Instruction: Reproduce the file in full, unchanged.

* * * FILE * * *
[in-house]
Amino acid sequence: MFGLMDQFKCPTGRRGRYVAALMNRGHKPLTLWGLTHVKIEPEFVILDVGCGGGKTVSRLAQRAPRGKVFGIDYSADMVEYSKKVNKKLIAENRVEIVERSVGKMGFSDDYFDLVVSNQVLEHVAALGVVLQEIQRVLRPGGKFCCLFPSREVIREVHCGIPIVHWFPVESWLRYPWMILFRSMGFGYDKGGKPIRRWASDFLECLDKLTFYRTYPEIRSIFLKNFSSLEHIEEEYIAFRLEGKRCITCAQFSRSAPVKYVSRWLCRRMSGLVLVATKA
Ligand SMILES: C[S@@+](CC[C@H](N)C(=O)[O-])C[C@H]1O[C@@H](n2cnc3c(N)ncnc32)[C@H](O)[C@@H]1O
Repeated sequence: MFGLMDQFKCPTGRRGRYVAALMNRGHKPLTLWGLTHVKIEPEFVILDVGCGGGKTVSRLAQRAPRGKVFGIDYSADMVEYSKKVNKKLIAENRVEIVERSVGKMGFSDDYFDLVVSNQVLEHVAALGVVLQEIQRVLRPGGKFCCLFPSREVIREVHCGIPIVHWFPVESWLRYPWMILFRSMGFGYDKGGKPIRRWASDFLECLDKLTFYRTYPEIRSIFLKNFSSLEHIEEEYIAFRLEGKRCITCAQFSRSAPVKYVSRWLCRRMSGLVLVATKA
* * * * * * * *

[in-house]
Amino acid sequence: MFGLMDQFKCPTGRRGRYVAALMNRGHKPLTLWGLTHVKIEPEFVILDVGCGGGKTVSRLAQRAPRGKVFGIDYSADMVEYSKKVNKKLIAENRVEIVERSVGKMGFSDDYFDLVVSNQVLEHVAALGVVLQEIQRVLRPGGKFCCLFPSREVIREVHCGIPIVHWFPVESWLRYPWMILFRSMGFGYDKGGKPIRRWASDFLECLDKLTFYRTYPEIRSIFLKNFSSLEHIEEEYIAFRLEGKRCITCAQFSRSAPVKYVSRWLCRRMSGLVLVATKA
Ligand SMILES: C[S@@+](CC[C@H](N)C(=O)[O-])C[C@H]1O[C@@H](n2cnc3c(N)ncnc32)[C@H](O)[C@@H]1O
Repeated sequence: MFGLMDQFKCPTGRRGRYVAALMNRGHKPLTLWGLTHVKIEPEFVILDVGCGGGKTVSRLAQRAPRGKVFGIDYSADMVEYSKKVNKKLIAENRVEIVERSVGKMGFSDDYFDLVVSNQVLEHVAALGVVLQEIQRVLRPGGKFCCLFPSREVIREVHCGIPIVHWFPVESWLRYPWMILFRSMGFGYDKGGKPIRRWASDFLECLDKLTFYRTYPEIRSIFLKNFSSLEHIEEEYIAFRLEGKRCITCAQFSRSAPVKYVSRWLCRRMSGLVLVATKA